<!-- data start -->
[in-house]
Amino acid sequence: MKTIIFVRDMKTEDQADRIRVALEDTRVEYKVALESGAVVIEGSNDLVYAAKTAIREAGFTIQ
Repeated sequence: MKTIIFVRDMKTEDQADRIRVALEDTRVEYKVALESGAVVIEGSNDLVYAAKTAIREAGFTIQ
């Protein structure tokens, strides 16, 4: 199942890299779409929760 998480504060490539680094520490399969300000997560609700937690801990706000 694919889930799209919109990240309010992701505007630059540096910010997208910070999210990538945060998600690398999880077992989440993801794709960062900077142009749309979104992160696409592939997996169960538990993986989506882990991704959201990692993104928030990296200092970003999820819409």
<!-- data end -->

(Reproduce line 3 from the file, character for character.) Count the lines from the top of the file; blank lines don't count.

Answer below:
Repeated sequence: MKTIIFVRDMKTEDQADRIRVALEDTRVEYKVALESGAVVIEGSNDLVYAAKTAIREAGFTIQ